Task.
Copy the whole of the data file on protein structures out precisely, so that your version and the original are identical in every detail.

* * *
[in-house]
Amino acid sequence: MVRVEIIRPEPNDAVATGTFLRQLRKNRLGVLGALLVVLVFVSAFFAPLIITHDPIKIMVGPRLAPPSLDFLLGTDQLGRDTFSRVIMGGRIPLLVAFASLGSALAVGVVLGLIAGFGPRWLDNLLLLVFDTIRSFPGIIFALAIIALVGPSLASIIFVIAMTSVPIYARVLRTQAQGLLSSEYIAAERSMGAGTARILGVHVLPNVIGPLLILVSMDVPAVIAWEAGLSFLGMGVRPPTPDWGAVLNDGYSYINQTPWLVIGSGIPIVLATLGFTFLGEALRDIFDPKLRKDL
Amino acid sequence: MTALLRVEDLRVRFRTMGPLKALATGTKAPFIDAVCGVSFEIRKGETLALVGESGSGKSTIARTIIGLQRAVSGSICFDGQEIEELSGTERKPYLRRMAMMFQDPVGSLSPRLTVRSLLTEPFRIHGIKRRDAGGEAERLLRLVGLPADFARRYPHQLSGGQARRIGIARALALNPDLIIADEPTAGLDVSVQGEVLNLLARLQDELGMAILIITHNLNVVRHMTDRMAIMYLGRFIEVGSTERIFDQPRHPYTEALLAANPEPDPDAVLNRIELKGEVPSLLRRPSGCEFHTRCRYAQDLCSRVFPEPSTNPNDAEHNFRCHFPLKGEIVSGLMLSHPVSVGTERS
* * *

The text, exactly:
[in-house]
Amino acid sequence: MVRVEIIRPEPNDAVATGTFLRQLRKNRLGVLGALLVVLVFVSAFFAPLIITHDPIKIMVGPRLAPPSLDFLLGTDQLGRDTFSRVIMGGRIPLLVAFASLGSALAVGVVLGLIAGFGPRWLDNLLLLVFDTIRSFPGIIFALAIIALVGPSLASIIFVIAMTSVPIYARVLRTQAQGLLSSEYIAAERSMGAGTARILGVHVLPNVIGPLLILVSMDVPAVIAWEAGLSFLGMGVRPPTPDWGAVLNDGYSYINQTPWLVIGSGIPIVLATLGFTFLGEALRDIFDPKLRKDL
Amino acid sequence: MTALLRVEDLRVRFRTMGPLKALATGTKAPFIDAVCGVSFEIRKGETLALVGESGSGKSTIARTIIGLQRAVSGSICFDGQEIEELSGTERKPYLRRMAMMFQDPVGSLSPRLTVRSLLTEPFRIHGIKRRDAGGEAERLLRLVGLPADFARRYPHQLSGGQARRIGIARALALNPDLIIADEPTAGLDVSVQGEVLNLLARLQDELGMAILIITHNLNVVRHMTDRMAIMYLGRFIEVGSTERIFDQPRHPYTEALLAANPEPDPDAVLNRIELKGEVPSLLRRPSGCEFHTRCRYAQDLCSRVFPEPSTNPNDAEHNFRCHFPLKGEIVSGLMLSHPVSVGTERS